3. Bringing Technology Closer to Patients

Cardiovascular disease (CVD) is the top cause of death in the United States. A large concern among providers is the aptitude of the healthcare system's CVD surveillance apparatus: Up to 40% of myocardial infarctions happen to people whose heart disease had previously gone undetected.6

And yet, the first time many patients encounter first-line diagnostics such as ECGs or CTs is in the emergency care setting. Could making these technologies more familiar to patients support better outcomes?

Many healthcare organizations have expanded access to mobile, outpatient, and remote monitoring capabilities in the hopes that encountering ECGs earlier in the care pathway will indeed improve outcomes. Monitoring capabilities can then digitally integrate with hospitals and diverse delivery models as needed to enable continuity of care.

With a stronger infrastructure of care that gives more people access to hospital-grade diagnostics, these models should contribute to a more resilient, efficient, and cost-effective system that improves patient outcomes without overburdening resource-strapped facilities.

To learn more about the power of the ECG in today's clinical landscape, browse our Diagnostic ECG Clinical Insights Center.

A More Resilient System Bolsters Patient Care

While healthcare administrators' response to COVID-19's impact has largely focused on not overloading hospitals, many of the healthcare system's most substantial steps regarding resilience extend outside the hospital's walls. Healthcare—and, where possible, cardiac care—is increasingly becoming more decentralized through community- and home-based care.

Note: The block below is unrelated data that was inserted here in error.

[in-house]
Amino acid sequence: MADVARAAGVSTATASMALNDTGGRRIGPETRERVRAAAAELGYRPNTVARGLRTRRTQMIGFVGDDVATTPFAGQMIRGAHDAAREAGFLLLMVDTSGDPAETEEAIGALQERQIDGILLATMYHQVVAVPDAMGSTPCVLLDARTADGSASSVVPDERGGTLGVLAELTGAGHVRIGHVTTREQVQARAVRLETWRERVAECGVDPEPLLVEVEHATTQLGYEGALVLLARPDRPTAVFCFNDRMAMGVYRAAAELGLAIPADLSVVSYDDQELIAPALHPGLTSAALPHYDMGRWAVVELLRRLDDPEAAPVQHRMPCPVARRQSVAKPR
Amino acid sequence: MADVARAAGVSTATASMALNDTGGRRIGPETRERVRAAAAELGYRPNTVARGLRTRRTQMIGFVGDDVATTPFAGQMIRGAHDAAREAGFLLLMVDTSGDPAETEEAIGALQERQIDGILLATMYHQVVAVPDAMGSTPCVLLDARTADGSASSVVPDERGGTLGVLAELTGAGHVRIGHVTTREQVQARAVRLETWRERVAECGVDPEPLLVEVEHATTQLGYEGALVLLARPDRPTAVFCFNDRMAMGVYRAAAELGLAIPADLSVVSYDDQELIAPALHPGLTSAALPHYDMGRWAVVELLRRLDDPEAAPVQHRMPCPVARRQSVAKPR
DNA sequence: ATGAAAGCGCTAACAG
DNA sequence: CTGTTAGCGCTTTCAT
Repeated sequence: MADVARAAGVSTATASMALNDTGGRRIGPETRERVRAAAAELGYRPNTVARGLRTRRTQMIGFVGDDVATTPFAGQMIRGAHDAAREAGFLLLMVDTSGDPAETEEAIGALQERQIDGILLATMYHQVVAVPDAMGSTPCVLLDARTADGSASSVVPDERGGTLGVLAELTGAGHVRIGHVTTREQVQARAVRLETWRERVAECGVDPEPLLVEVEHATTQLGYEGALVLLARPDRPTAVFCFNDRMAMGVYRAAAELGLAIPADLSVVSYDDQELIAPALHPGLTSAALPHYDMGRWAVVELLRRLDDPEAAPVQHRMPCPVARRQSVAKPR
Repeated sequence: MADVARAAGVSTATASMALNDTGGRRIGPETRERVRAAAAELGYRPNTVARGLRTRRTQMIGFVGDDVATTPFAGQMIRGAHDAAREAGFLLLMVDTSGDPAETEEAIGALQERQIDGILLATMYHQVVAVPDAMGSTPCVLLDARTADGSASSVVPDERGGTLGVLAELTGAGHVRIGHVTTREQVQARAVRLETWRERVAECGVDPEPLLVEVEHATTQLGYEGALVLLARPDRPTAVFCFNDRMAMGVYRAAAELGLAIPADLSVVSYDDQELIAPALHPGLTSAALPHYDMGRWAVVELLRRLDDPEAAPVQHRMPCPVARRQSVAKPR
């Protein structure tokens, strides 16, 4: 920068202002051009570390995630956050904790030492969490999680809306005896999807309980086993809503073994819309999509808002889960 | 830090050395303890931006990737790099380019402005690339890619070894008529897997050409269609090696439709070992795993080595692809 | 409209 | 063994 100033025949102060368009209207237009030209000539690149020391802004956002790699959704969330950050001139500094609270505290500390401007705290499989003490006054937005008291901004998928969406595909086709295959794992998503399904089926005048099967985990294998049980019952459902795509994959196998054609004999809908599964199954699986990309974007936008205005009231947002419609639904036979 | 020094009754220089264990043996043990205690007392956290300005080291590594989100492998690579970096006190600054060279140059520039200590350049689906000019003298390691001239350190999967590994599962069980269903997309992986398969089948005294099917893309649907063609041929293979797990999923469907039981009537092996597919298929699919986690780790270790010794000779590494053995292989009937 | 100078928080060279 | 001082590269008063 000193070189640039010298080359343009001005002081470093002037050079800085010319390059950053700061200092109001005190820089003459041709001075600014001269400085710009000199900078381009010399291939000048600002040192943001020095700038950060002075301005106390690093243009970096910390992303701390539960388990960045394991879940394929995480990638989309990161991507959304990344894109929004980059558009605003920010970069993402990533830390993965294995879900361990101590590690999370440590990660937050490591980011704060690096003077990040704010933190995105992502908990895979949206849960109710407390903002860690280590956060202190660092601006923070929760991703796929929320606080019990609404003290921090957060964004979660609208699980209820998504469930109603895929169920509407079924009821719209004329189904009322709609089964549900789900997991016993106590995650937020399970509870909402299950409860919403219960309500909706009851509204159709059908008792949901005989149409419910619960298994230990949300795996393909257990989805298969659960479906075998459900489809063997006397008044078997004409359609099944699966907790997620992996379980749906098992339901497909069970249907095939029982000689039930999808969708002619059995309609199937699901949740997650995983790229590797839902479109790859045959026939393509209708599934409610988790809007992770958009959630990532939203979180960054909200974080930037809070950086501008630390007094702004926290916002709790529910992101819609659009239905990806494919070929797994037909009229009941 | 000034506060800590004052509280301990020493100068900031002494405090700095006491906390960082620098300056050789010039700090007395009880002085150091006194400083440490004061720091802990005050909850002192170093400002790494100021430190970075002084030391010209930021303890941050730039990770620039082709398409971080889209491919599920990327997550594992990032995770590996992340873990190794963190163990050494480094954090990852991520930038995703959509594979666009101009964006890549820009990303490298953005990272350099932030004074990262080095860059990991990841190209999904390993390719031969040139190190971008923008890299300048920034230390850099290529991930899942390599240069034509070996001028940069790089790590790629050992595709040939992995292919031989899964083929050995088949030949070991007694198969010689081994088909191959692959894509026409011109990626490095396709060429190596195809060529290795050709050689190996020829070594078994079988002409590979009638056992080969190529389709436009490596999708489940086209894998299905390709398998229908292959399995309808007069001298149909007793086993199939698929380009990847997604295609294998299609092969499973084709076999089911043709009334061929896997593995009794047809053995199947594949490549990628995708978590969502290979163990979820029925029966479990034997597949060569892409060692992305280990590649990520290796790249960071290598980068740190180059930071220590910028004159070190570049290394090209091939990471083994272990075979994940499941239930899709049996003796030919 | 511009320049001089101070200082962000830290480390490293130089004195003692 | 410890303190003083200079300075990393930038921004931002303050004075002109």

As more resources are devoted to these diverse models, the burden on hospital care will hopefully be reduced as a result. That balance will be critical as the care continuum simultaneously endures the remainder of the COVID-19 crisis and prepares for future challenges.


1. European Union. Recovery and Resilience Facility. European Commission. https://ec.europa.eu/info/business-economy-euro/recovery-coronavirus/recovery-and-resilience-facility_en. Accessed February 8, 2022.

2. Kaiser Family Foundation. Funding for health care providers during the pandemic: an update. https://www.kff.org/coronavirus-covid-19/issue-brief/funding-for-health-care-providers-during-the-pandemic-an-update/. Accessed February 8, 2022.

3. European Union. State of health in the EU: companion report 2017. European Commission. https://ec.europa.eu/health/system/files/2017-11/2017_companion_en_0.pdf. Accessed February 8, 2022.

4. Kiss P, Carcel C, Hockham C, Peters SAE. The impact of the COVID-19 pandemic on the care and management of patients with acute cardiovascular disease: a systematic review. European Heart Journal - Quality of Care and Clinical Outcomes. 2020;7(1):18-27. https://academic.oup.com/ehjqcco/article/7/1/18/5956768.

5. Gold R, Larson AE, Sperl-Hillen JM, et al. Effect of clinical decision support at community health centers on the risk of cardiovascular disease. JAMA Network Open. 2022;5(2):e2146519. https://jamanetwork.com/journals/jamanetworkopen/fullarticle/2788645.

6. McClellan M, Brown N, Califf RM, Warner JJ. Call to Action: Urgent Challenges in Cardiovascular Disease: A Presidential Advisory From the American Heart Association. Circulation. 2019;139(9). https://www.ahajournals.org/doi/10.1161/CIR.0000000000000652.